Jordan Blum, editorial director, Hart Energy: We're here at Hart Energy’s DUG Appalachia Conference in Pittsburgh. I'm joined by Josh Viets, the executive vice president and COO of Chesapeake Energy. Thank you so much for being here. I know you can't say much about rumors with Southwestern Energy, but if I can get you to talk more about the overall strategy going forward.

Josh Viets, executive vice president & COO, Chesapeake Energy: Well, first of all, I think we should just acknowledge that there's a lot of excitement in this space right now with the recent deals of Exxon and Pioneer, Chevron and Hess. There's just a lot of excitement around it, and so people start to talk a lot about it. We've been active participants in the M&A space. If you think about what we've done with our portfolio over the last two years, acquiring Vine, acquiring Chief, divesting our Powder River Basin assets as well as really getting close down to exiting our Eagle Ford position. So we've really built a portfolio that we're pretty happy with. And so I think the nice thing about that is we simply don't feel any pressure to go out and do any transaction.

JB: And how do you feel in terms of just the 2024 outlook?

JV: I think we monitor the markets, obviously very closely, and there's definitely some things that we see as being a headwind. Just this month we're seeing production at all-time highs, 105 Bcf/d for the month of November. So that's going to add some pressure as we think, as we head into 2024, potentially softening the gas markets a little bit. But we really feel like as a company, we're built for that. Our portfolio, our balance sheet really gives us a true strategic advantage. And if gas prices are a little bit soft into the 2024 ahead of the large LNG pool, we're definitely prepared. We think we're prepared for that.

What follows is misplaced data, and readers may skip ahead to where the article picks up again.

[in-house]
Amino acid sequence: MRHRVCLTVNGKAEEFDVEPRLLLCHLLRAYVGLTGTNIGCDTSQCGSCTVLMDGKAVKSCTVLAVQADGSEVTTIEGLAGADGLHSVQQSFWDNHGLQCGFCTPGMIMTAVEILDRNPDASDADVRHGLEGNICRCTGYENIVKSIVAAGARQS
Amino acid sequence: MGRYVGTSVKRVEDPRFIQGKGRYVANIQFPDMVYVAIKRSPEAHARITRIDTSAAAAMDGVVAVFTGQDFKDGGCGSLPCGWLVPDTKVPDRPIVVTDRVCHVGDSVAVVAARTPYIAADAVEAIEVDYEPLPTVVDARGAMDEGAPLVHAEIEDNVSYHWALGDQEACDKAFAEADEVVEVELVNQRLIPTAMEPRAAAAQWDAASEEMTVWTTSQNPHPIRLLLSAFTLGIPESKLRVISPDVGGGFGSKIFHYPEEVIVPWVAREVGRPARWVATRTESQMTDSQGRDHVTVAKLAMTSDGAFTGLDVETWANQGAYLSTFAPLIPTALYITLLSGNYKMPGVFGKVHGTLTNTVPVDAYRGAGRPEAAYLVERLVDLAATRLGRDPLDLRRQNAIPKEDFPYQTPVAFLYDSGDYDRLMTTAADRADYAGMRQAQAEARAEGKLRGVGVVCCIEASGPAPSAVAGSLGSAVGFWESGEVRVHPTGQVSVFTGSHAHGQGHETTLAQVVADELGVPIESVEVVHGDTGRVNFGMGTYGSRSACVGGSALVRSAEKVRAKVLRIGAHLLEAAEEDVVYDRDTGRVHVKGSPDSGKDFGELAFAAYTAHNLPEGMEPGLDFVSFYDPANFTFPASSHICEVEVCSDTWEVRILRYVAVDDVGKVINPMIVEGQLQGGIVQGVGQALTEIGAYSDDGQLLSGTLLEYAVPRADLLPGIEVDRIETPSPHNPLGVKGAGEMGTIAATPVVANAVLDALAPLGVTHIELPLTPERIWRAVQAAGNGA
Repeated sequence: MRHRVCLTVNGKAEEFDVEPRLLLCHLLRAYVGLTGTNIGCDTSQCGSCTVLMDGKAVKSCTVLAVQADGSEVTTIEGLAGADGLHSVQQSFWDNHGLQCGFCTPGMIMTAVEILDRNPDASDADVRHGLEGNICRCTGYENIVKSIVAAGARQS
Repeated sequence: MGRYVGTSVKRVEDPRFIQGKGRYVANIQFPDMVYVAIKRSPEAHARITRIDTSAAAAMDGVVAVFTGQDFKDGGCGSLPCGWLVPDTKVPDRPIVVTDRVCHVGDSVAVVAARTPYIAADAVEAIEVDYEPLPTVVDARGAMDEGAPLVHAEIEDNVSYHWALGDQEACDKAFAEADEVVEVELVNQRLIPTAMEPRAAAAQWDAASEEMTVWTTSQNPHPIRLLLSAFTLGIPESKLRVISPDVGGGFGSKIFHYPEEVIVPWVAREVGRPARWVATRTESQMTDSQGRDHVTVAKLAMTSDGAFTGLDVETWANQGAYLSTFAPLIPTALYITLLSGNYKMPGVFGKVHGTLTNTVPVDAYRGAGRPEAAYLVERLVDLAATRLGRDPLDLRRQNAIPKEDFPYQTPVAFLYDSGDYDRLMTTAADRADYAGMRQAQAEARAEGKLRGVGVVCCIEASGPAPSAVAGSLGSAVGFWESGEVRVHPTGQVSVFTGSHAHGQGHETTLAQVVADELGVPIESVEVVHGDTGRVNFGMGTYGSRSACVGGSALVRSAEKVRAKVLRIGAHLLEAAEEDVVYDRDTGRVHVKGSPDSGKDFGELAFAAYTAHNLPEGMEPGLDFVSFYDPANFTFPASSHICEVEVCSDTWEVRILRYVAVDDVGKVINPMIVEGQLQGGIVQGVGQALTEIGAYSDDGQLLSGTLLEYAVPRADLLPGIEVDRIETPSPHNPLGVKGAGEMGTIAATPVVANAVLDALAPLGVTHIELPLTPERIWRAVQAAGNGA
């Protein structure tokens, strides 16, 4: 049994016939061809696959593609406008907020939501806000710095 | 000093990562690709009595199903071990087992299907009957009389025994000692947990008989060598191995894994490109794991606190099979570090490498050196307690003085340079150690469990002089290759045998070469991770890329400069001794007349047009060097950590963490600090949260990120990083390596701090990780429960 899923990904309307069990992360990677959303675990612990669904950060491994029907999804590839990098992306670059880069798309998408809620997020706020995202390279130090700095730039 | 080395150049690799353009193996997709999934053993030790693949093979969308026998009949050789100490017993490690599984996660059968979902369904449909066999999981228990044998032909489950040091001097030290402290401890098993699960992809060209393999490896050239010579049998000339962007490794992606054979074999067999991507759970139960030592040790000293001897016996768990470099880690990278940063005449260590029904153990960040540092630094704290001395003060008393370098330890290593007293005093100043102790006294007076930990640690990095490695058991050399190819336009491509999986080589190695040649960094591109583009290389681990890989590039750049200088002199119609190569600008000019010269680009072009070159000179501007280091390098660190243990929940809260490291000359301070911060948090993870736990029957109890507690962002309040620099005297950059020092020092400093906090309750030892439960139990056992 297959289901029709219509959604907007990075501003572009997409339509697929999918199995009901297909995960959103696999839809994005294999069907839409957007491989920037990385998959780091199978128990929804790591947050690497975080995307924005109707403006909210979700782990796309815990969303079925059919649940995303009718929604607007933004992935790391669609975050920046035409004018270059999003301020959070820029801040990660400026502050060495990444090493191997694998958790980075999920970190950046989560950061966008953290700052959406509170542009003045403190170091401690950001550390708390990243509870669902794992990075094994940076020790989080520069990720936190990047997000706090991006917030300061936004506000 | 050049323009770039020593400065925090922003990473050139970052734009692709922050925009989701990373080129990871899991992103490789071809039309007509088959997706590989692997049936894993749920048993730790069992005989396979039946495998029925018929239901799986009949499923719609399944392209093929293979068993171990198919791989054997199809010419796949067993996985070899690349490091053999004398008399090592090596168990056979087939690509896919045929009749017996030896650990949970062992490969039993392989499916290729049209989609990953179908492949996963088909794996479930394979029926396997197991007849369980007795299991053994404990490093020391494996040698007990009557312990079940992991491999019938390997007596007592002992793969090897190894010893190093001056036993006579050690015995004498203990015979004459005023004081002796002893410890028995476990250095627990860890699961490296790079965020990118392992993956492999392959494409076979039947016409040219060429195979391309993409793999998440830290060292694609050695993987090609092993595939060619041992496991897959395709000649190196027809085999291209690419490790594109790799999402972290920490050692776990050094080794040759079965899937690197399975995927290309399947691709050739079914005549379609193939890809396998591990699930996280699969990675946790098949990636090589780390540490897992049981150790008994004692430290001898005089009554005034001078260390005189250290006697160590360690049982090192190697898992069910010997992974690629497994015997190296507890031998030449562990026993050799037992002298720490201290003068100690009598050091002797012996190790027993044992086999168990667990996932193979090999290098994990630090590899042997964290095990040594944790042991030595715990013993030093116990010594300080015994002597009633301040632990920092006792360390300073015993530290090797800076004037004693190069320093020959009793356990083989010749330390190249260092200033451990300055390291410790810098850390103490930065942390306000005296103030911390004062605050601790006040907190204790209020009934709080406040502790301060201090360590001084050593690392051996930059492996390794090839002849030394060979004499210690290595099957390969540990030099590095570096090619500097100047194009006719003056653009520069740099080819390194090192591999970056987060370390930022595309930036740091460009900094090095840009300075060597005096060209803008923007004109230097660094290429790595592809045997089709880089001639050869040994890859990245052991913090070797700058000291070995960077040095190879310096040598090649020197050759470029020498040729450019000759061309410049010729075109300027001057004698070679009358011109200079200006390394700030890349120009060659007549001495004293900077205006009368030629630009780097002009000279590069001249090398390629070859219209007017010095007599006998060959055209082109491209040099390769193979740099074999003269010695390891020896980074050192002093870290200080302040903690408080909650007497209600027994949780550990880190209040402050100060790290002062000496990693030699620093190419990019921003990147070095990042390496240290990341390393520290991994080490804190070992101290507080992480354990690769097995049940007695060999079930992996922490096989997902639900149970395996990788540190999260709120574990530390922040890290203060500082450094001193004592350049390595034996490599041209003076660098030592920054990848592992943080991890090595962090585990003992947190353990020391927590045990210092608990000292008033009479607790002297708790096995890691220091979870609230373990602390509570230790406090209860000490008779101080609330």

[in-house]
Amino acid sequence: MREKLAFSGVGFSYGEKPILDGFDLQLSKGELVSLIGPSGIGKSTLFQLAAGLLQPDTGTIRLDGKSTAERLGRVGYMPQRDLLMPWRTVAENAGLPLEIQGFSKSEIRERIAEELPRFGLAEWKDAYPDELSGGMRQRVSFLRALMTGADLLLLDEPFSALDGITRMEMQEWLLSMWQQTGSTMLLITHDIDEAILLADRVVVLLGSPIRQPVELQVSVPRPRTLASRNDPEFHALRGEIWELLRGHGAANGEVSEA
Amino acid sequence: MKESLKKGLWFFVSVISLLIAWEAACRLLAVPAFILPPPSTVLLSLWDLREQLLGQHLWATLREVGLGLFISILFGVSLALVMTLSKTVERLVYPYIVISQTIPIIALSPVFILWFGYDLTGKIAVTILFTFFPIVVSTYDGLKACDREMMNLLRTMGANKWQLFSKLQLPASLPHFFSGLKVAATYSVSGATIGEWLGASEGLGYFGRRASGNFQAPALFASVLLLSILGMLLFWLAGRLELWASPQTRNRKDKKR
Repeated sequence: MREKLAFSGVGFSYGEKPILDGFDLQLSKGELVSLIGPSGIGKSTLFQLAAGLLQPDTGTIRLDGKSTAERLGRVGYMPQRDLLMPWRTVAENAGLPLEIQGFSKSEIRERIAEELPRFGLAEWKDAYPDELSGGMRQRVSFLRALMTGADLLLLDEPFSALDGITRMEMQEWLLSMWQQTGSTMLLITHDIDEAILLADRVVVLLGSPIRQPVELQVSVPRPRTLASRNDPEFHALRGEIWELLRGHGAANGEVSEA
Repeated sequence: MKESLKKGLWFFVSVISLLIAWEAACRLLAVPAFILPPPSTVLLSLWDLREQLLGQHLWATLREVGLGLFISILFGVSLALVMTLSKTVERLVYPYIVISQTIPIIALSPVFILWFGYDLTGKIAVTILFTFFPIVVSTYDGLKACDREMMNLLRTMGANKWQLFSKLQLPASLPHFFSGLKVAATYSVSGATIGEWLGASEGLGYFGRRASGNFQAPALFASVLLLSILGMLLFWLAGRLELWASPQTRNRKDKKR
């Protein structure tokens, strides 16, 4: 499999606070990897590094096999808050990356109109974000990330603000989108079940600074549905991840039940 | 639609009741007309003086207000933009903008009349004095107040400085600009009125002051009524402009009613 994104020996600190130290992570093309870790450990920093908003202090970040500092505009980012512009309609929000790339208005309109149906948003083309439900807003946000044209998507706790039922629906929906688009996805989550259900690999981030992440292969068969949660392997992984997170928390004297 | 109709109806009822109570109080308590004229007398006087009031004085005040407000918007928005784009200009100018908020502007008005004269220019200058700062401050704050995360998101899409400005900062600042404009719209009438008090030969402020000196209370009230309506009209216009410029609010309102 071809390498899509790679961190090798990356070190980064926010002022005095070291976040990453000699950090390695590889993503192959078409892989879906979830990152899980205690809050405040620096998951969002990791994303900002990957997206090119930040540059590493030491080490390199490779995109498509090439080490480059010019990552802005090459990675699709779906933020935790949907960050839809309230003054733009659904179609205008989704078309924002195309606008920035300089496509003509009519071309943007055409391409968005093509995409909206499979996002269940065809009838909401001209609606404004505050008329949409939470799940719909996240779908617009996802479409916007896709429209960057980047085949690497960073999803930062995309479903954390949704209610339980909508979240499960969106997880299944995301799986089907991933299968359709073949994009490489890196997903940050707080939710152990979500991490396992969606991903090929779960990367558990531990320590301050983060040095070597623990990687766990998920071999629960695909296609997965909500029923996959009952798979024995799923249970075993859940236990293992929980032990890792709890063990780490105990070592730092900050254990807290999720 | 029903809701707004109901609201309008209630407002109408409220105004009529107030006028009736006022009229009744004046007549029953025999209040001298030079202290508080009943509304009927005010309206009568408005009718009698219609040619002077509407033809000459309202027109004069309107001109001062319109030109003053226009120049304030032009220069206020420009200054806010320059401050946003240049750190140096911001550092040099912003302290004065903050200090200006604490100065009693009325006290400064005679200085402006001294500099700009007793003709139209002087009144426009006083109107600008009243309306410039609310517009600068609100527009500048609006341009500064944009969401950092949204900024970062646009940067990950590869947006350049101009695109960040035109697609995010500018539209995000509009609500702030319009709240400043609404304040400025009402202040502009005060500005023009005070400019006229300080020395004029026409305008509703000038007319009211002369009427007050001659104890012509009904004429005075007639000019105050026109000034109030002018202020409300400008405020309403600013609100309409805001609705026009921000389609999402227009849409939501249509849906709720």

JB: And can you talk about the dual basin gas strategy Chesapeake has and kind of the bullishness post 2024?

JV: So we're really excited about the portfolio that we've constructed. We think owning assets in both the Appalachia region as well as in the Haynesville, is a real distinct advantage for the company. When we think about our Marcellus asset in northeast Pennsylvania, it has an extremely low-cost structure, a relatively low decline rate. It's one of the more simple assets to own, and what that ultimately translates into is strong margins and really strong cashflow potential. So that's really going to always underpin what we're going to be able to do strategically from a capital allocation standpoint in the company. The Haynesville, on the other hand, does have some complexity with it. It's deep, it's really high temperature, which ultimately translates to a higher cost structure. But the advantage that it has is its proximity to the U.S. Gulf Coast, the access to infrastructure and to be able to take advantage of the LNG demand that we see really starting to grow within the U.S. Gulf Coast.

JB: Well, thank you again so much for joining us here at the DUG Appalachia Conference in Pittsburgh. To read and watch more, please visit online at